Video: What is the Libertarian Movement For?

There a few people in the world of libertarianism that require as little an introduction as Brian Micklethwait. As somebody who has been involved in promoting the cause of liberty for a rather long time there is no wonder that when he speaks, people listen.

Brian began his talk with a short exhibition of different books written by libertarians. Including Tom G Parker, Innes Bowen, Alex Singleton and Dominic Frisby. This is one of the great things about listening to Brian, he is an enthusiastic promoter of not just his own ideas but of the British libertarian community. An idea that we would do well to adopt if we are to move forward.

After this impromptu book review, Brian began his talk with the assertion that the libertarian movement is alright. A surprising and welcome vote of confidence given the small number of libertarians in the UK.

When did the libertarian movement begin?

The first point Brian made was that libertarianism in Britain has deep roots. All the way back to the seventeenth century in fact. His reasoning for this is that although many later thinkers of the Enlightenment eschewed the levellers as somewhat embarrassing zealots their ideas this was a mistake. There are many reasons for this. The first being that the questions that people in the seventeenth century were trying to answer were profoundly different to the sorts of questions we are asking now. Whereas in modern Britain we are trying to figure out how much power should the state have, the levellers were preoccupied with the conundrum of ‘who should the state be comprised of’. This profound difference along with the role religion played in that era make it seem distant and incomprehensible but it is not.

Brian went on to say that the ideas of the Levellers came to fruition during the Industrial Revolution. The concept that one has property, and It can be used as the individual sees fit was not invented by the industrialists of the nineteenth century, they inherited an already old and noble tradition.

History aside, Brian makes an important point here.  Libertarianism is an ideological tradition that stretches far back and has greatly improved society. He brings us up to the present day by saying that somewhere in the early 1960s Marxists stopped believing in progress. Instead, they opted for environmentalism and anti-consumerism.  Libertarians are still arguing the case for progress hundreds of years after the smoke began to rise out of Brian’s factories.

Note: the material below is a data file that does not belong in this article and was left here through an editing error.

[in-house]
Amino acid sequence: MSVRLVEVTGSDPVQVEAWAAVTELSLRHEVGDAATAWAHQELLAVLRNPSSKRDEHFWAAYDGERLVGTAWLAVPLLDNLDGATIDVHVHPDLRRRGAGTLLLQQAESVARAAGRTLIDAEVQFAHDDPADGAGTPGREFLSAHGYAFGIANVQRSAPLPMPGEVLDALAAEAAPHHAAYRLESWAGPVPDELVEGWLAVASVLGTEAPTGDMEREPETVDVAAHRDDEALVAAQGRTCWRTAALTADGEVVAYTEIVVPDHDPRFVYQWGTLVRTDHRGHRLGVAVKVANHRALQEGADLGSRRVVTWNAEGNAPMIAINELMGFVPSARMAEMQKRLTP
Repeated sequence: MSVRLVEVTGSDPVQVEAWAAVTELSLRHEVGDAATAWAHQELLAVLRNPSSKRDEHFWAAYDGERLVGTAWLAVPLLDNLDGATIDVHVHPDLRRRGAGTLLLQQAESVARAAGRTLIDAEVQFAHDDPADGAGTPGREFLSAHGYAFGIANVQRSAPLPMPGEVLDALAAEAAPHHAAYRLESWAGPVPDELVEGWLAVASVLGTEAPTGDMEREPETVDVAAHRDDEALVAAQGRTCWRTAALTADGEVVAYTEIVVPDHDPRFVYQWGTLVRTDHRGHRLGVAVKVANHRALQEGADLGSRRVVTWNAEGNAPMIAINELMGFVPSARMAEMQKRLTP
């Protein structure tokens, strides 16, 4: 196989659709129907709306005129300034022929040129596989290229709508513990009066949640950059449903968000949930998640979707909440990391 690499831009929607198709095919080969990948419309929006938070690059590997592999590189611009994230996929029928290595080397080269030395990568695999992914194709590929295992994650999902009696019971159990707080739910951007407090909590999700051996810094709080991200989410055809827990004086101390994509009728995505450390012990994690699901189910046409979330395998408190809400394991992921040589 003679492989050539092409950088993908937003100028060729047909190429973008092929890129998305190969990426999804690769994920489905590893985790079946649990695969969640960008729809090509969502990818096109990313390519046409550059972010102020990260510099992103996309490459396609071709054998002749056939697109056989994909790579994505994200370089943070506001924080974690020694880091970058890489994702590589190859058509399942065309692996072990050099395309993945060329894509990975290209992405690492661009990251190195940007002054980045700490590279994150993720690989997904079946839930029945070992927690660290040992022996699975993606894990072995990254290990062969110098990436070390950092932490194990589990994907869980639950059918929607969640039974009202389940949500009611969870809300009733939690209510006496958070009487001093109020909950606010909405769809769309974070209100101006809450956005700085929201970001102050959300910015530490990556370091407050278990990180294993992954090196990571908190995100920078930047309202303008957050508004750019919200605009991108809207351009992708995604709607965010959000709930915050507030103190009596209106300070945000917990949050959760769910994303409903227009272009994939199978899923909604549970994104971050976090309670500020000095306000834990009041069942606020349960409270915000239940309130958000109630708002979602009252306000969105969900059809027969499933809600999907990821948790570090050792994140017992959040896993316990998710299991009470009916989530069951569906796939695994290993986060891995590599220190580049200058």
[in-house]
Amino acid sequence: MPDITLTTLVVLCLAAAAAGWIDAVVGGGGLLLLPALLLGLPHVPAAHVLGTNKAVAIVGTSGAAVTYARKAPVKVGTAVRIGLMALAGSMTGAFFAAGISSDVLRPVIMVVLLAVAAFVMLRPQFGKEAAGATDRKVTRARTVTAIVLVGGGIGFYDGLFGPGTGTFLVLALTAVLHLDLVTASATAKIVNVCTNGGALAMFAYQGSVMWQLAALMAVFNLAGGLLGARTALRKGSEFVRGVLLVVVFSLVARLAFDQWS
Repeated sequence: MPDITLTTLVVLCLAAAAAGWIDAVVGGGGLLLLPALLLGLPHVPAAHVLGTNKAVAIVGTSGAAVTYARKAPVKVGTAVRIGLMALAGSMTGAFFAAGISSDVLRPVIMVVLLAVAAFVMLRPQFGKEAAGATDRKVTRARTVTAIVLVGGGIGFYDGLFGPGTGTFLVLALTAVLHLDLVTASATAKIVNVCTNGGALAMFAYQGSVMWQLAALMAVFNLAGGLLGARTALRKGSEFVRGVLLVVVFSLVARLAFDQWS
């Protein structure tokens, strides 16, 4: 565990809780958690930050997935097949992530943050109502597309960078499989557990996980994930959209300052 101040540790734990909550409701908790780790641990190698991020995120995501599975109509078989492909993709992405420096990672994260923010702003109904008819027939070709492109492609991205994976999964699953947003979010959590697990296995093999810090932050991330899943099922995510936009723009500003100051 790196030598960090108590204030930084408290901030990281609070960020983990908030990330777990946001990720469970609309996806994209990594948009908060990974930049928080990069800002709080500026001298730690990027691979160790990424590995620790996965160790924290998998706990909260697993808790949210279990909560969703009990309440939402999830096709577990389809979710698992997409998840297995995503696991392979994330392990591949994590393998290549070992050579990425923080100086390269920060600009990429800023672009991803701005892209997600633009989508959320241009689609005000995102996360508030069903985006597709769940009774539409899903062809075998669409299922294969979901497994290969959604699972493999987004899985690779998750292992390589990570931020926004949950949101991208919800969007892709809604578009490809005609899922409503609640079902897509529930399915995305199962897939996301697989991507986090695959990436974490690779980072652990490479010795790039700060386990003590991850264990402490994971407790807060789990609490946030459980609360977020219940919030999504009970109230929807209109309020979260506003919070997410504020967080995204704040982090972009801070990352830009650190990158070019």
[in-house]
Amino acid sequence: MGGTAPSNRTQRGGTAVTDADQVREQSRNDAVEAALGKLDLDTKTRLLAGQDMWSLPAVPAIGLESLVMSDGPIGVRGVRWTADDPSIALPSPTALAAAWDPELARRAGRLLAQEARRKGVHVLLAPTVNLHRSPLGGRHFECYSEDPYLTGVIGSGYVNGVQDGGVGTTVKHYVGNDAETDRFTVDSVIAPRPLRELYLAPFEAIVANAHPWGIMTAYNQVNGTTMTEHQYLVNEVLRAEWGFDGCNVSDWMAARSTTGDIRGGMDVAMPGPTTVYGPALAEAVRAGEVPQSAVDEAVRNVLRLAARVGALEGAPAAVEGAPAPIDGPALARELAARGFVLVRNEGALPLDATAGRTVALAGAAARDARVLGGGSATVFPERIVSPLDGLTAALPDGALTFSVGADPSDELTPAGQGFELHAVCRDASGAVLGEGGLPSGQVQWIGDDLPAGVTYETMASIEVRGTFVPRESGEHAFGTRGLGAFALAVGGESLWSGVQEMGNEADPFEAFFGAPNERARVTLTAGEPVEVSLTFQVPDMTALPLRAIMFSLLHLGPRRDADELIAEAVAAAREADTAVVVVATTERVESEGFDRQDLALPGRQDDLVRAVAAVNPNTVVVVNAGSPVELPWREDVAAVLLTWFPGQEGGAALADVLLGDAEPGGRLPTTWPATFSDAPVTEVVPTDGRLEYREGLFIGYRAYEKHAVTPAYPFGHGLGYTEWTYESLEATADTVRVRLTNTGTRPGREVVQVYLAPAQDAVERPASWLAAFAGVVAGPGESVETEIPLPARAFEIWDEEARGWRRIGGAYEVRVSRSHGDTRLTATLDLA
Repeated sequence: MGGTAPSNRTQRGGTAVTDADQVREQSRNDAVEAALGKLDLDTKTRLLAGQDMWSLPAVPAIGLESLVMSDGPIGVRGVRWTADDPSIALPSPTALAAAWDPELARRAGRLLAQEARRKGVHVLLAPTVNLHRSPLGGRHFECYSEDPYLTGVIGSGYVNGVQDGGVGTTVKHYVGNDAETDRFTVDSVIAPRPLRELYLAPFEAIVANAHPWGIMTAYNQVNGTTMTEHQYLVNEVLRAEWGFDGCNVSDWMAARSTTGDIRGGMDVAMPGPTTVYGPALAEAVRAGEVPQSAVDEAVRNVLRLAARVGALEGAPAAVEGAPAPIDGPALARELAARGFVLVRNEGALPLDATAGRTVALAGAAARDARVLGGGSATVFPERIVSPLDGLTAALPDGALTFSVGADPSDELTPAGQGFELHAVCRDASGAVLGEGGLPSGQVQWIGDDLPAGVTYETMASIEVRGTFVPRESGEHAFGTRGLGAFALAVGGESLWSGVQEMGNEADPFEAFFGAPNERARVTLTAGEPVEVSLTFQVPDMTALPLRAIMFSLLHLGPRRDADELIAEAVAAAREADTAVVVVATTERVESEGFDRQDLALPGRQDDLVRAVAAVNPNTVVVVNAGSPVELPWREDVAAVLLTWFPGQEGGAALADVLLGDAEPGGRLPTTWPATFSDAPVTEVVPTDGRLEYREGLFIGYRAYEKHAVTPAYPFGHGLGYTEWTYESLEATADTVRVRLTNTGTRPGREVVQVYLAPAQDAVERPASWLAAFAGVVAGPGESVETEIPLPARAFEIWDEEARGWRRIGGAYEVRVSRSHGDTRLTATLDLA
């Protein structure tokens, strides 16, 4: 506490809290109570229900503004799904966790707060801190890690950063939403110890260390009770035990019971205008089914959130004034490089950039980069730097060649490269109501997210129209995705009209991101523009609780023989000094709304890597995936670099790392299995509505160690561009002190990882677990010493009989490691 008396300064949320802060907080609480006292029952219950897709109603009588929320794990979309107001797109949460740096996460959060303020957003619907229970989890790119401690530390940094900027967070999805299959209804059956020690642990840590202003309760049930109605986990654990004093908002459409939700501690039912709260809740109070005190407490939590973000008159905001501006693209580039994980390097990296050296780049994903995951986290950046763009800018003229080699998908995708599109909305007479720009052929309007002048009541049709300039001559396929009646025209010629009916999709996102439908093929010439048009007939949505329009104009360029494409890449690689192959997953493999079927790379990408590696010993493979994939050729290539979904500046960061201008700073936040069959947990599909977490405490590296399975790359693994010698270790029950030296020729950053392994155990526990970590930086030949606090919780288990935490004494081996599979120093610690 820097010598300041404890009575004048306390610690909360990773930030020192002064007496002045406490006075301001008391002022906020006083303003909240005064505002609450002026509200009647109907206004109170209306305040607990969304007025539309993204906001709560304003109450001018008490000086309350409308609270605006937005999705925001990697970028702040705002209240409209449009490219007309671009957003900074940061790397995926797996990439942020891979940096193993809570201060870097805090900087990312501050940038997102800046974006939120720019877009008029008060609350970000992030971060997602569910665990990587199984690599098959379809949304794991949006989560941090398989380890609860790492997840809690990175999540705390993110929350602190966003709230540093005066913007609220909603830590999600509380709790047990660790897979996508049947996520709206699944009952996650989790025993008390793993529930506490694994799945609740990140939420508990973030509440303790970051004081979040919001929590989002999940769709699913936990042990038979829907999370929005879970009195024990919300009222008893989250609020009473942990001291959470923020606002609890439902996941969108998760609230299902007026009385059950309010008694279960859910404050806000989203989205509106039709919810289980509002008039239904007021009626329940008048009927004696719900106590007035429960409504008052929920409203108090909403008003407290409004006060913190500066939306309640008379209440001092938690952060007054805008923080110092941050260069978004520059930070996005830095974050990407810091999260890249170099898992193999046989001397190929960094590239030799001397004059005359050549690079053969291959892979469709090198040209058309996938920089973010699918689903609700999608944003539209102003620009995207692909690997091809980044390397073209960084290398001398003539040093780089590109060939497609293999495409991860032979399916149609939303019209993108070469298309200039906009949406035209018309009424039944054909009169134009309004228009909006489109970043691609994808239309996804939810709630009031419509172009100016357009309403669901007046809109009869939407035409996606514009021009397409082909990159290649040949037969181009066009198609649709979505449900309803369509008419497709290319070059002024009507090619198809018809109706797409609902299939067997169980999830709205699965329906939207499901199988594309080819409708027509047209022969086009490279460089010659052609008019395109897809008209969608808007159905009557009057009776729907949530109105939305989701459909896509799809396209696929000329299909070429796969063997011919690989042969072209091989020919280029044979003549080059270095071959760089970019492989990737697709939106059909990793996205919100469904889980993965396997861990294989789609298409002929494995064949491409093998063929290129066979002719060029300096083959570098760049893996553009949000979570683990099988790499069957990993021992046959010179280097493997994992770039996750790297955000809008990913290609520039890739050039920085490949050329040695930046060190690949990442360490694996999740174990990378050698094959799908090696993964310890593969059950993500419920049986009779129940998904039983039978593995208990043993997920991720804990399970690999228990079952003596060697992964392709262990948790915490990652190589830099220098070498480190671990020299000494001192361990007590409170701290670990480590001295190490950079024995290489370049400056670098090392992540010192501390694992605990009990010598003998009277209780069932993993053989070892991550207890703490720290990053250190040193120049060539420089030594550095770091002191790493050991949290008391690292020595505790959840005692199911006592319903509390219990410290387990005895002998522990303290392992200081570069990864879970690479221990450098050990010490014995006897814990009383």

How to do libertarianism

Brian’s second point is that in order to do libertarianism well we must avoid the pitfall of ‘we must’. In order to make the movement progress, we should understand that our morals are not for somebody else to follow, but for ourselves. The focus should be on how we plan to make libertarianism better. These combined acts of devotion to the libertarian cause make more of an impact than simply commanding other activists to do as you wish.

He also makes a point about the shape of British Libertarianism. Brian is a decidedly ‘big tent’ libertarian. Willing to embrace others who do not subscribe to his own particular worldview. Having had the opportunity to speak to Brian on many occasion, I know he is not somebody that shies away from expressing an opinion. Yet there is a certain ethos of ‘stop blabbering and just get on with it’ that is rather refreshing.

Conclusion

Ultimately Brain’s talk ended on an uplifting note. He stressed that people should at least enjoy themselves while doing libertarian things. Although applying yourself is important, ploughing all of your life savings into founding a radical anarcho-capitalist magazine and then complaining endlessly when it goes bust after three issues is not going to help the cause of other libertarians. Brian makes the important distinction between bread and babies; bread, when sliced into smaller parts, is still valuable. Whereas babies that are sliced into small chunks are not so valuable…

Essentially make sure that your long-term goals are divisible and achievable by small individual acts. Rather than investing your time and energy on a once in a lifetime splurge. And you might as well have fun while you are doing it!

  1 comment for “Video: What is the Libertarian Movement For?

  1. Paul Marks
    Mar 7, 2018 at 8:50 am

    What is the libertarian movement for?

    The libertarian movement is for countering threats to the bodies and goods (property) of people and private associations (clubs, societies, churches, companies and so on) – whether those threats come from governments or private criminals. These threats can come in terms of taxation (extortion) or regulations (ordering people with threats of violence) – the anarchocapitalist libertarian would argue that such evils can be (at least in theory) totally banished from the world, the minarchist (minimal state libertarian) would argue that such evils will always be with us – but should be reduced as much as possible, that government spending, taxation and regulation (as well as the activities of private criminals) should be reduced as much as they can be.

    “Why?” why should threats to private property based society be driven back? Two reasons – for most people over time freedom (in the sense of the respect of private property – not robbing people or ordering them about with threats of violence, just because they have more stuff than you) will produce higher living standards over time (the economic argument of Ludwig Von Mises and others), and also it is just WRONG to rob people or order them about with threats of violence – no matter how rich they be.

    “But I do not think it is wrong” – to someone who replies this way my answer is “yes you do know it is wrong – you liar”.

Comments are closed.